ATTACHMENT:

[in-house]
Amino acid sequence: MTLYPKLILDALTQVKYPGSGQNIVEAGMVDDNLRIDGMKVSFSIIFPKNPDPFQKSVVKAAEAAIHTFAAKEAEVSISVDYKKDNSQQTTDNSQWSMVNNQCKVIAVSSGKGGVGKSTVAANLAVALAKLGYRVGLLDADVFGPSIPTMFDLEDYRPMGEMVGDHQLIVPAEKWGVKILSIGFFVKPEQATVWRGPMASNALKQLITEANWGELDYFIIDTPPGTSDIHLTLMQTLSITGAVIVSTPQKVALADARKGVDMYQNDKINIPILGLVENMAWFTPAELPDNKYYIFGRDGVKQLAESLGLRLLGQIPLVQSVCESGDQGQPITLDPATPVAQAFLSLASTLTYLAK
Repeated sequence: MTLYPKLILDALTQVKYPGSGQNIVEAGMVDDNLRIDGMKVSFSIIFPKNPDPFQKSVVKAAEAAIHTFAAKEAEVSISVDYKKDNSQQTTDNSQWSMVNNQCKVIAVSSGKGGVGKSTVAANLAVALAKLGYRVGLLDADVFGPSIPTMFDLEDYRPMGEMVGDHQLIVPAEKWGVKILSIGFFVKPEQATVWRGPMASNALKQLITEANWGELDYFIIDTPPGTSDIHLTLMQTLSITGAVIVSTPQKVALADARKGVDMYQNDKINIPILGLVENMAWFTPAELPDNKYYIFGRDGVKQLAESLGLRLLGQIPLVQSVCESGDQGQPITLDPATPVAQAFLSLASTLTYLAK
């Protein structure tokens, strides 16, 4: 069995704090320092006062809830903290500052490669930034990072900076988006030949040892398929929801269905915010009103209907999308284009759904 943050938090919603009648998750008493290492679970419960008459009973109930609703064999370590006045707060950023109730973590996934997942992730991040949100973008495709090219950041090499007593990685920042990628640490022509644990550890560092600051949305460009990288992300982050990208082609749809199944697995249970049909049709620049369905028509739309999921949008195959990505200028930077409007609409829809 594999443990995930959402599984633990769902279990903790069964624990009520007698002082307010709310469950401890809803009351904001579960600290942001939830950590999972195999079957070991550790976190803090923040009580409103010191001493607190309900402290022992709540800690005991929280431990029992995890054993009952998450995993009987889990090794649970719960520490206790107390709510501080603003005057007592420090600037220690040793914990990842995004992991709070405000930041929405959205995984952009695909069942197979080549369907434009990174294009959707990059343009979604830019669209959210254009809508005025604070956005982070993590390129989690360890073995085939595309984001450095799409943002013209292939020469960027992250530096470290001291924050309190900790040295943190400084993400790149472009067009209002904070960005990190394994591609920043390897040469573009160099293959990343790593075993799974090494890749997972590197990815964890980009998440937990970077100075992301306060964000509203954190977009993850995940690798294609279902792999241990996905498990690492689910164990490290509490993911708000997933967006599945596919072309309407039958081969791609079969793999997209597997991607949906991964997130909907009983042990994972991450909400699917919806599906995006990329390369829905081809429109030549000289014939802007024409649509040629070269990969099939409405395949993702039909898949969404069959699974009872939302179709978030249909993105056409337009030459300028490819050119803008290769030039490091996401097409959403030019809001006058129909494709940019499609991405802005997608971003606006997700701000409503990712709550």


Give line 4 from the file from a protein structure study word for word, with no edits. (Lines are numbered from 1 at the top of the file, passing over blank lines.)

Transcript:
């Protein structure tokens, strides 16, 4: 069995704090320092006062809830903290500052490669930034990072900076988006030949040892398929929801269905915010009103209907999308284009759904 943050938090919603009648998750008493290492679970419960008459009973109930609703064999370590006045707060950023109730973590996934997942992730991040949100973008495709090219950041090499007593990685920042990628640490022509644990550890560092600051949305460009990288992300982050990208082609749809199944697995249970049909049709620049369905028509739309999921949008195959990505200028930077409007609409829809 594999443990995930959402599984633990769902279990903790069964624990009520007698002082307010709310469950401890809803009351904001579960600290942001939830950590999972195999079957070991550790976190803090923040009580409103010191001493607190309900402290022992709540800690005991929280431990029992995890054993009952998450995993009987889990090794649970719960520490206790107390709510501080603003005057007592420090600037220690040793914990990842995004992991709070405000930041929405959205995984952009695909069942197979080549369907434009990174294009959707990059343009979604830019669209959210254009809508005025604070956005982070993590390129989690360890073995085939595309984001450095799409943002013209292939020469960027992250530096470290001291924050309190900790040295943190400084993400790149472009067009209002904070960005990190394994591609920043390897040469573009160099293959990343790593075993799974090494890749997972590197990815964890980009998440937990970077100075992301306060964000509203954190977009993850995940690798294609279902792999241990996905498990690492689910164990490290509490993911708000997933967006599945596919072309309407039958081969791609079969793999997209597997991607949906991964997130909907009983042990994972991450909400699917919806599906995006990329390369829905081809429109030549000289014939802007024409649509040629070269990969099939409405395949993702039909898949969404069959699974009872939302179709978030249909993105056409337009030459300028490819050119803008290769030039490091996401097409959403030019809001006058129909494709940019499609991405802005997608971003606006997700701000409503990712709550």